I recently managed to damage the rear right door area of my car, including minor cosmetic damage to my rear right rim, and got a new rear rim paid by insurance.
Today was the time for seasonal wheel change (from summer to winter wheels). During the trip to wheel change, I noticed a feeling similar to low tire pressure. I suspected the cause could be either freezing temperature dropping pressure on all 4 tires, or the replaced rim having a slow leak.
When replacing the wheel with the new rim, I noticed that only one nut required a cheater bar and Gorilla-like force. The rest of the four actually had a reasonable torque. Usually my experience has been that if a wheel has been installed by a shop, all five nuts require lots of swearing to untighten -- this time, only one did.
Also, I noticed one of the nuts (not the overtightened nut) didn't spin completely freely for the first few revolutions, something was "braking" it, but after few revolutions of using a wrench, it started to spin freely.
I checked the nut and the corresponding bolt permanently fixed to the wheel hub, and neither had any damage. Then I checked the rim, and was shocked to find this:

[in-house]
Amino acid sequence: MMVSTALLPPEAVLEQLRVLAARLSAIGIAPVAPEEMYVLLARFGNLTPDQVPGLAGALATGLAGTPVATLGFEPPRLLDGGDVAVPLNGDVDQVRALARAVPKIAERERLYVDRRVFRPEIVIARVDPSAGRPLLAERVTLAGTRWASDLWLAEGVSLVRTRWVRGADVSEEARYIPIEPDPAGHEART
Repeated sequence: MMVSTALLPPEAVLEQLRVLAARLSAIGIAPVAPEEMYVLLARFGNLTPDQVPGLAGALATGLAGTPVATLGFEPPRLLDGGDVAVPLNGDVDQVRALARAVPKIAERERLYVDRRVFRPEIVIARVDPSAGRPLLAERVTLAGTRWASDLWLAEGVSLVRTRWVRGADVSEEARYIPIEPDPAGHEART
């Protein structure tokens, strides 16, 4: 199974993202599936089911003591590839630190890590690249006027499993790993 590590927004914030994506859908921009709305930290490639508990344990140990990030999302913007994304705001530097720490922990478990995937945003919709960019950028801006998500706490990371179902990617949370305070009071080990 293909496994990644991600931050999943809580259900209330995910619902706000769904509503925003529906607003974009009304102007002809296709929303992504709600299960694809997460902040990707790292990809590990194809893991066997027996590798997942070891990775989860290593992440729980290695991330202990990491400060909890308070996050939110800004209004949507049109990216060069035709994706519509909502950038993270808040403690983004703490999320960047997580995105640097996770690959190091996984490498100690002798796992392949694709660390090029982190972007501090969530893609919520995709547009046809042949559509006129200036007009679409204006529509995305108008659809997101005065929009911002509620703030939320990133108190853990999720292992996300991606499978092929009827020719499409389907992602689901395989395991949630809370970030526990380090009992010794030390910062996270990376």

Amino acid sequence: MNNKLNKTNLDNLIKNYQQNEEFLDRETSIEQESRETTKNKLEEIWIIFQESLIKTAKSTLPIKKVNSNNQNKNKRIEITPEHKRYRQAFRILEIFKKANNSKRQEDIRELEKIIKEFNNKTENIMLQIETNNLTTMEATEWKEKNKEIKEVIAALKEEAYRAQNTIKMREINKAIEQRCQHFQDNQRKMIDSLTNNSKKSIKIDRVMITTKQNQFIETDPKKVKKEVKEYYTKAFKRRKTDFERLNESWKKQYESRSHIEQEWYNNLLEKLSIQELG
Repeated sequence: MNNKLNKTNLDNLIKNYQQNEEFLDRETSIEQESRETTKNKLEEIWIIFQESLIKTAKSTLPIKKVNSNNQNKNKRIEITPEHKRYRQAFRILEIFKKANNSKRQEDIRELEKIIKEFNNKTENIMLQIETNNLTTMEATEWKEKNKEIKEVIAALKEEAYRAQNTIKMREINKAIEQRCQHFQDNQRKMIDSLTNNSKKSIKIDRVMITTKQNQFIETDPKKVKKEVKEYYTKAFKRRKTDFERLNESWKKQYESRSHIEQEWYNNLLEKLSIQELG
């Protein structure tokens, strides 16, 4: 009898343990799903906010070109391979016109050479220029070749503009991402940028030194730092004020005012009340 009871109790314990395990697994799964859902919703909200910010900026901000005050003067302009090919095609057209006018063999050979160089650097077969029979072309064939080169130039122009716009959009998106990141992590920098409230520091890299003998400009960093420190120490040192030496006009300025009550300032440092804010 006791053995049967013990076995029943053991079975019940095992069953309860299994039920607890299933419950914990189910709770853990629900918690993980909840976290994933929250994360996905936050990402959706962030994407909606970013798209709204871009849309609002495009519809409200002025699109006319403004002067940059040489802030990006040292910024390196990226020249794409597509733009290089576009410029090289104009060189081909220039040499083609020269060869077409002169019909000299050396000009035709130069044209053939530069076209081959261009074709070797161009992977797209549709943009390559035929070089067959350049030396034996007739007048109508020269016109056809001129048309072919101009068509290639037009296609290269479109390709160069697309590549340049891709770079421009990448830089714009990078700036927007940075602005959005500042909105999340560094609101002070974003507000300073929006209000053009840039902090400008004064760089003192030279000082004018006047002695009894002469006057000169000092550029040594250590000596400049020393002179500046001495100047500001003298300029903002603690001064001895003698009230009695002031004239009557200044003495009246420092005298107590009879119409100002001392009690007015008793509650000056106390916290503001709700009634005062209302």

That wasn't the only damage. There was also another damaged surface, that however didn't act as a "brake" for a spinning nut so it was far less severe:
My question isn't about whether I should get them replaced (I already sent an inquiry to the dealer from which I got the new rim). My question also isn't about the safety of these rims (the fact that I suspected tire pressure loss and later found every single tire to have exactly the same good pressure already demonstrates the rim may be unsafe, and if tire health questions are off-topic then perhaps rim health question should be, right?).
The question is: what could cause such damage? I have done seasonal wheel changes using aluminum rims for the last 11 years. Not a single time have I managed to install a wheel in such a manner to cause damage like this. Is the rim material defective (too soft aluminum)? Or incorrectly installed by the dealer? If incorrectly installed, how on Earth could they manage to install it in such a manner to cause the massive damage on nut surfaces?
Not a single one of the nuts was loose -- although the torque wrench I had works only one one direction so this was just a general untightening feeling rather than a scientifically accurately measured torque: 4 torqued just fine and 1 torqued probably with an impact wrench to several times the torque spec. Could it be caused by uneven torque -- 4 about right, 1 massively overtorqued?